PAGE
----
The caves were reclaimed by the forest. The roots and branches of the unyielding trees of the forest grew strong and winding inside them.

Until the bandits arrived.


"Remember, you are not going there to start a fight, so don't do anything that would make you inconspicuous."

Soujirou glanced at the man accompanying him to the border and nodded in response. They were almost at the border. In another couple of miles, they would be able to see the mounted swordsman that guarded Kutou's borders. It was a long way from the Bandit's Lair. They had spent two days on foot, slowly traversing the spindly, treacherous paths of the mountains. Soujirou marvelled at the sheer expanse of the area commanded by the bandits, hidden from the eyes of the world. Who could imagine that beneath the very roads that fuelled the wealth and power of the empire, there was another kingdom, one which waited for its moment with bated breath, festering like a wound?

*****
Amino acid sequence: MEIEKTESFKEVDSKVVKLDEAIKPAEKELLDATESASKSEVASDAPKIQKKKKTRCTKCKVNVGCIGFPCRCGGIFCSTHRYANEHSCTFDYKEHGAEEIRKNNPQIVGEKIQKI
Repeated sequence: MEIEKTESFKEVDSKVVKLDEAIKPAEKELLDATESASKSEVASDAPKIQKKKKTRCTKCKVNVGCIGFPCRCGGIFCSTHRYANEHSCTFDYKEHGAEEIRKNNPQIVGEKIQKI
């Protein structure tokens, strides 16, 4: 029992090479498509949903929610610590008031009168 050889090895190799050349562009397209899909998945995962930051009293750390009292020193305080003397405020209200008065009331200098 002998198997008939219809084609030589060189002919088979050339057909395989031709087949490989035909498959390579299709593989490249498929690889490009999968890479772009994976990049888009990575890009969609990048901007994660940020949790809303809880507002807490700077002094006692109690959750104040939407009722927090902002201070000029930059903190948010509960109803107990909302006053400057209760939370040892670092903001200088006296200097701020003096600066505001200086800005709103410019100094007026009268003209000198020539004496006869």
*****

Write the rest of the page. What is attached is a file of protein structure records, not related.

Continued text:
He had seen dissatisfaction, anger and hatred for the empire in the eyes of the bandits, yet he was thankful that Kaoru had not fallen in the hands of these men. They were hard, coarse and unforgiving men. Desperation and anger had dissolved what honour they had to begin with. It was his misfortune that he needed help; any help that would infiltrate the borders of Kutou to try and find Kaoru but he would not trust any of these men.

He considered the man sent to accompany him now. The other bandits called him Koji and he seemed to respond to it readily enough yet Soujirou could not help but think that this was not his real name. It was foolish to think of truth and honour amongst thieves and it rankled at his heart that he had come to a stage in life where he had to ask assistance from thieves to find his way.

The Bandit leader had allowed only one of them to scout out the capital, Yantai. Okita had to remain behind, as collateral, so that he remembered and honoured his promise of payment when the bandits called for it. The bandit leader had told him that they would let his friend roam freely within the borders of bandit territory for two months. If he did not return in two months, Okita would be killed. Koji was sent to keep an eye on him in Yantai.